3 River Fly Fishing Festival lands record amount for Highlands Scholarship Fund

Anglers from throughout the country strapped on waders and made their way to the 3 River Fly Fishing Festival in late April that has raised money for the Town of Highlands Scholarship Fund for the past nine years. This year fishermen pulled in double the record amount ever raised during the event with $18,500.

Austin Lowry came up from Atlanta with family for the tournament. He has fished the Cullasaja River several times, but it was his first time on the Upper Nantahala during day one of the tournament. He said there was some activity mid-morning, even loosing a fly on a bite.

“I’ve had a couple bites so far, one broke my line,” said Lowry. “But there’s some big-time activity here so I’m thinking this is my spot for the rest of the day.”

Matt Lowry from Atlanta works a stretch of the Upper Nantahala River in late April during round 1 of the 3 River Fly Fishing Festival that raises money for the Town of Highlands Scholarship Fund.

He added he was a bit challenging on the first day because of high water and wind.

“It’s going a bit slow but it’s a gorgeous day and we’re fishing for a good cause, how can you beat that,” he said.

Fisher Druffel and Noah Pressler, both of Cashiers, won the contest last year and both guided team’s in this year’s tournament. Druffel said things were crowded on day 2 but his team ended up pulling in the biggest fish. On the flipside, Pressler’s team ended up winning the award for smallest fish caught (not the only one they caught, but noteworthy).

Former 3 River Fly Fishing Festival champion, Noah Pressler, guided a team in this year’s competition and documents the latest catch. Editor’s Note: After almost 100 miles and hours behind the wheel visiting teams throughout the tournament, I was able to snag one photo of a fish. In proper Plateau Daily News fashion, it also happens to be the winner of the smallest-fish category. So there you have it folks, a 3.5″ unidentified species recorded as the smallest fish caught.

“Conditions were high and a little dirty, but our clients were able to get it done,” said Pressler. “We had great weather despite the water levels all week. Always a blast participating in this event. It’s such a diverse place as far as places to fish between different types of streams and lakes.”

The tournament first began in 2011 when avid fishermen Eric Nesmith, David Wilkes, and Steve Perry saw an active local and destination-interest in fly fishing, said Hilary Wilkes, owner of the Highland Hiker and one of the sponsors of the event. She added there were a record of 20 teams competing this year and they surpassed the goal of raising $15,000.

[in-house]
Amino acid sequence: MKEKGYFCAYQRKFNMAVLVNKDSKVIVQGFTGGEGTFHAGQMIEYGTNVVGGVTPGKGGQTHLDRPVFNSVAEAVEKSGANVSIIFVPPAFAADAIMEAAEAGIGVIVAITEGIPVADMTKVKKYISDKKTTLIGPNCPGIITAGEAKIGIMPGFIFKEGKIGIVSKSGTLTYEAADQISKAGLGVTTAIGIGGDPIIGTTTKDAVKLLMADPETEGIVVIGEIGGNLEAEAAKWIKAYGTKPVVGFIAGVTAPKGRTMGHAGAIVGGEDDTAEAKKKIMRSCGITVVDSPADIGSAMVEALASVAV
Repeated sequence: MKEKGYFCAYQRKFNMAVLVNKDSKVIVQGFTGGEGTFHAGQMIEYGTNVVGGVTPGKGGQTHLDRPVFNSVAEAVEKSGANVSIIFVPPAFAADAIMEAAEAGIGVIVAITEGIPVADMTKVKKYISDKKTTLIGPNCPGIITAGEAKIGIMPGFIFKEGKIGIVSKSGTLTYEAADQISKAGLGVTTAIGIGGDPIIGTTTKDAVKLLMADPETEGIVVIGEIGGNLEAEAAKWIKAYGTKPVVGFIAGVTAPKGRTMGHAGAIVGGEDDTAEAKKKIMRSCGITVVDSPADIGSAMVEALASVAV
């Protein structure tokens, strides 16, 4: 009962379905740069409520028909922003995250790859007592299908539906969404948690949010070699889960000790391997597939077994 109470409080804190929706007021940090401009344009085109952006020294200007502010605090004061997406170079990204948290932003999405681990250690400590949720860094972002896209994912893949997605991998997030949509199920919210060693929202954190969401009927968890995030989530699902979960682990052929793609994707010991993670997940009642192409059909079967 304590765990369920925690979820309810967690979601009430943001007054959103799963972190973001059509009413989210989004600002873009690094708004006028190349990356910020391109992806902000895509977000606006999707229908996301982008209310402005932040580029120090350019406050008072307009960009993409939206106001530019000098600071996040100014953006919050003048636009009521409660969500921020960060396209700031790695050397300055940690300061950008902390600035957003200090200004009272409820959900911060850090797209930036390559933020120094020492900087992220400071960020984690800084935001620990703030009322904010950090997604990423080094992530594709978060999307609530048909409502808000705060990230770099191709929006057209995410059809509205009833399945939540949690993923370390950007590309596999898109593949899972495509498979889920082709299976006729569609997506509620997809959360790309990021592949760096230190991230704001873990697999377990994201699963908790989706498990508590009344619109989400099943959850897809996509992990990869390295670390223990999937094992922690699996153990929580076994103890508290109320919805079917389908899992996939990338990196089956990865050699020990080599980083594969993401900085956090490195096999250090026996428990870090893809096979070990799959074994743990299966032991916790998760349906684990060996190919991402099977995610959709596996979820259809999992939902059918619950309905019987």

“We have grown exponentially over the last few years and have already raised record funds this year,” said Wilkes the day the tournament began. “We are almost to our goal of $15,000 and may get closer to $20K after the auction on Saturday night.”

There are several falls along the Upper Nantahala River that anglers navigated to get into proper casting position.

Grand prize goes to the angler who catches the most number of fish, and competitors must catch at least one fish out of three different types of streams; including hatchery-supported, delayed harvest, and native. Fishermen must stay within the contest boundaries that include the Chattooga, Cullasaja, and Nantahala Rivers.

Perry said despite the cold and wind, 236 fish were caught over the two-day period, and 2501” were caught in total (an average of 10.6 inches per fish).

The unguided team winner was Team Catamount, from the Western Carolina University Fly Fishing Club, TJ Easterling and Chris Maser who caught 69 fish in two days, with total inches at 739”.  Their largest fish was a 17” Rainbow Trout.

The guided team winner was the Pauley Lyle Team, Robert and Randy, with a total of 28 fish, total inches was 315”.

Water levels were high and fast along the Upper Nantahala River on the first day of the 3 River Fly Fishing Festival.

The biggest fish caught and recorded was Henry Akopov’s 19” rainbow trout. It was Akopov’s first time fly fishing. The smallest fish caught was a 3.5” unidentified species by Jake Upshaw. He also caught the prettiest fish, a 15” brown trout.

The ugliest fish caught was a carp by Brad Armstrong.

Article and Photos by Brian O’Shea
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